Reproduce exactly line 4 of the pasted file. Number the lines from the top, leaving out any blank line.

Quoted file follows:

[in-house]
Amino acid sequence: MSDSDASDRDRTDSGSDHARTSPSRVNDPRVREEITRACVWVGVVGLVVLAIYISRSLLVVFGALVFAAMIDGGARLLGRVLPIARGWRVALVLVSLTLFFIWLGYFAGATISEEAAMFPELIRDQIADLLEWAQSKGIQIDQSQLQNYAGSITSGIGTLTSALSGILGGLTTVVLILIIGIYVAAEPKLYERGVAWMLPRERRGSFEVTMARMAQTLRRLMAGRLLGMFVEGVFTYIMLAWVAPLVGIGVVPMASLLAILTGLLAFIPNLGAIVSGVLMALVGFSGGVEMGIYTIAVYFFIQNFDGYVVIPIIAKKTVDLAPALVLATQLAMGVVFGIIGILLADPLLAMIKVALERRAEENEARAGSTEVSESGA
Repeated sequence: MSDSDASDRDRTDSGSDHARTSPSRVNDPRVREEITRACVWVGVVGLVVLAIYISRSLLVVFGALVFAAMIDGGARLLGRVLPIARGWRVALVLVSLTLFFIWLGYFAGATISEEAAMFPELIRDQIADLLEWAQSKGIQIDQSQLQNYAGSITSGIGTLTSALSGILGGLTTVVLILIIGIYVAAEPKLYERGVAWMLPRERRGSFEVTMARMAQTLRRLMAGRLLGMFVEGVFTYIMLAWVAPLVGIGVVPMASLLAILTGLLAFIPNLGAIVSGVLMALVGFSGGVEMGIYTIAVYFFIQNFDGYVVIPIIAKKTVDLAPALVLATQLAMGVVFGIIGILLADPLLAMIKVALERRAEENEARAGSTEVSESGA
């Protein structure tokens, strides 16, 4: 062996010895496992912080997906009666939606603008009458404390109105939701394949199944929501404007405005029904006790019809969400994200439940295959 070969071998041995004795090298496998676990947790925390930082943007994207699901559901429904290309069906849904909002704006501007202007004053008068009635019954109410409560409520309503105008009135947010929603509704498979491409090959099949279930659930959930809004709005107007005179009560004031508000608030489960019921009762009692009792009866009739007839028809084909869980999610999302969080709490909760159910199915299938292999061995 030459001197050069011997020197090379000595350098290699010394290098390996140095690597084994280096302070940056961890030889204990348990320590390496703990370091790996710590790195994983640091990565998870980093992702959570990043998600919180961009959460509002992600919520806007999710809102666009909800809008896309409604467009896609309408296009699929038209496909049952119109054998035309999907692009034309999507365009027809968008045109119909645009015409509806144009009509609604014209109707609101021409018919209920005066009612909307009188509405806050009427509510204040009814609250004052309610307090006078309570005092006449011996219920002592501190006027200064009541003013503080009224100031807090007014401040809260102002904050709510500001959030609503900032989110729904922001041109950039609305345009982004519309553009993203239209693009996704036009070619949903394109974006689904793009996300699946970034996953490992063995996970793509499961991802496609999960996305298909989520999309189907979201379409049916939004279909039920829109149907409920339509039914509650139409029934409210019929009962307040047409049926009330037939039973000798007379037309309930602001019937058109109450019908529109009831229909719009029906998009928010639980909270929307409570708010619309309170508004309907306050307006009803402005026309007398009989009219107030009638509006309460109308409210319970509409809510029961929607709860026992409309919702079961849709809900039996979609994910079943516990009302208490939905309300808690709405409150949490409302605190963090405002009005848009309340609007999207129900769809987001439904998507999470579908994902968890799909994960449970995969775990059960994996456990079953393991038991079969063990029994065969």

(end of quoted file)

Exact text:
């Protein structure tokens, strides 16, 4: 062996010895496992912080997906009666939606603008009458404390109105939701394949199944929501404007405005029904006790019809969400994200439940295959 070969071998041995004795090298496998676990947790925390930082943007994207699901559901429904290309069906849904909002704006501007202007004053008068009635019954109410409560409520309503105008009135947010929603509704498979491409090959099949279930659930959930809004709005107007005179009560004031508000608030489960019921009762009692009792009866009739007839028809084909869980999610999302969080709490909760159910199915299938292999061995 030459001197050069011997020197090379000595350098290699010394290098390996140095690597084994280096302070940056961890030889204990348990320590390496703990370091790996710590790195994983640091990565998870980093992702959570990043998600919180961009959460509002992600919520806007999710809102666009909800809008896309409604467009896609309408296009699929038209496909049952119109054998035309999907692009034309999507365009027809968008045109119909645009015409509806144009009509609604014209109707609101021409018919209920005066009612909307009188509405806050009427509510204040009814609250004052309610307090006078309570005092006449011996219920002592501190006027200064009541003013503080009224100031807090007014401040809260102002904050709510500001959030609503900032989110729904922001041109950039609305345009982004519309553009993203239209693009996704036009070619949903394109974006689904793009996300699946970034996953490992063995996970793509499961991802496609999960996305298909989520999309189907979201379409049916939004279909039920829109149907409920339509039914509650139409029934409210019929009962307040047409049926009330037939039973000798007379037309309930602001019937058109109450019908529109009831229909719009029906998009928010639980909270929307409570708010619309309170508004309907306050307006009803402005026309007398009989009219107030009638509006309460109308409210319970509409809510029961929607709860026992409309919702079961849709809900039996979609994910079943516990009302208490939905309300808690709405409150949490409302605190963090405002009005848009309340609007999207129900769809987001439904998507999470579908994902968890799909994960449970995969775990059960994996456990079953393991038991079969063990029994065969």